A story from Mundaka Upanishad
I just read this ancient story from Mundaka Upanishada again and felt many on hubpages may enjoy it. Hope you do. It does give a feeling for basic idea of Advaita Vedanta philosophy mingled with ritualistic idea of Karma in a very colorful style.
Once in a tree there were two birds, one at the upper branch, serene, majestic and divine, and the other at a lower branch, restlessly pecking fruits, sometimes sweet sometimes bitter. Every time, when the restless bird ate a bitter fruit, it looked at the upper bird and climbed a branch up. This occurred a number of times and eventually the bird reached the topmost branch.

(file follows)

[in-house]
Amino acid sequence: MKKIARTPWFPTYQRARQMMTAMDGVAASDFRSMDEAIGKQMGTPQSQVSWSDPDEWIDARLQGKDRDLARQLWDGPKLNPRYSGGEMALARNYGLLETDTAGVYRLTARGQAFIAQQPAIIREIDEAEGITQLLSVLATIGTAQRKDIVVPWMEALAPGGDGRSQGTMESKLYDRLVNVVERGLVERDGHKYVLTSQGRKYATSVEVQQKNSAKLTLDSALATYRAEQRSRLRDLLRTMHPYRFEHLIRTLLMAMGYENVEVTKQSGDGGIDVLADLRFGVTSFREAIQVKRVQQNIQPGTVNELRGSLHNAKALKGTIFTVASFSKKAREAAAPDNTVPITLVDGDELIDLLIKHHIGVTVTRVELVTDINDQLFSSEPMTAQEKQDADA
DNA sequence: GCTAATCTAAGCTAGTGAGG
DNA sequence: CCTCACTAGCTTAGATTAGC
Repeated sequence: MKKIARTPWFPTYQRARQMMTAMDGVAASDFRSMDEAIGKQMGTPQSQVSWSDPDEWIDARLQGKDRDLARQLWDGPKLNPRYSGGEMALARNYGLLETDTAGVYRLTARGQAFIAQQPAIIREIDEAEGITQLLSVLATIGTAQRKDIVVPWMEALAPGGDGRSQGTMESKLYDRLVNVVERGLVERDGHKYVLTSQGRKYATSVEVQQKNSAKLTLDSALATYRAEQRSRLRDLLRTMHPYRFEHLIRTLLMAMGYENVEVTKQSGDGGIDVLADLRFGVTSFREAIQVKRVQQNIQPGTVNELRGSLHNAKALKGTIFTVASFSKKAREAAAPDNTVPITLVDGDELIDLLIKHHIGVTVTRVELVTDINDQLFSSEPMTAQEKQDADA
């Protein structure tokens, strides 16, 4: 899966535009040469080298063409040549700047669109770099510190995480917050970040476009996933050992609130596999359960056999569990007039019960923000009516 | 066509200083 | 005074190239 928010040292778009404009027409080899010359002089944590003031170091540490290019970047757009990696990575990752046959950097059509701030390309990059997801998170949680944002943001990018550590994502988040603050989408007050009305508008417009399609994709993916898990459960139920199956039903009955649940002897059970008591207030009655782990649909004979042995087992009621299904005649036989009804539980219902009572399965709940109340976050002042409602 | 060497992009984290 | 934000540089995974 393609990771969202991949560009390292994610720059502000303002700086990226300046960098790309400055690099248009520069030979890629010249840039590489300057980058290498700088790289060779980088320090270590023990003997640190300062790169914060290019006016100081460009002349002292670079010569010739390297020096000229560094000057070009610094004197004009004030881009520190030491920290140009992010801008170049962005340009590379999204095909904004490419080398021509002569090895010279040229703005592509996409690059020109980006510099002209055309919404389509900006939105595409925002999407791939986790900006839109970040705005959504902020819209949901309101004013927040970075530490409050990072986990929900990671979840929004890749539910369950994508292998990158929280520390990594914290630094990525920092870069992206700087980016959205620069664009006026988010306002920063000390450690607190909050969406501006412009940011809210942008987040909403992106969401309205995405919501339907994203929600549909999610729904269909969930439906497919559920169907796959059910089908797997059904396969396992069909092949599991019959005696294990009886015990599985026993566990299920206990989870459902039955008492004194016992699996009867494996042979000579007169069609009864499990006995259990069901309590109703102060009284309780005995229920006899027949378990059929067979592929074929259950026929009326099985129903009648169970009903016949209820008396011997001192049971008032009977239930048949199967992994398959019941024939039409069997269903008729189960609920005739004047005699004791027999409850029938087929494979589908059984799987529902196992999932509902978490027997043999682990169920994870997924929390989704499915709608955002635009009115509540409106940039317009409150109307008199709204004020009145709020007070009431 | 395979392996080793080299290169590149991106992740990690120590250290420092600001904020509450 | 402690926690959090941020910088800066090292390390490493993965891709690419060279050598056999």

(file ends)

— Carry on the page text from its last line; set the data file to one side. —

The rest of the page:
There it was not able to differentiate itself from the divine bird, and then it learned that there was only one bird in the tree.
(Standard Explanation: The upper bird, which is described as divine, the real form of the other restless bird. This is the thought of Vedanta. The fruits in the story are Karma, the restless bird denotes a human soul (self with the feeling of ahamkara (egotism)), and the majestic bird denotes the Absolute.
Though I feel one could also think of bitter fruits as right type of learning rather than Karma, then the story tells just the philosophy and one can avoid ritualistic talk of Karma.
It is your choice what ever you prefer. )
1. "Meditation and its Practices" by Vivekananda
3 some sources for Mundaka upnishad
In original Sanskrit
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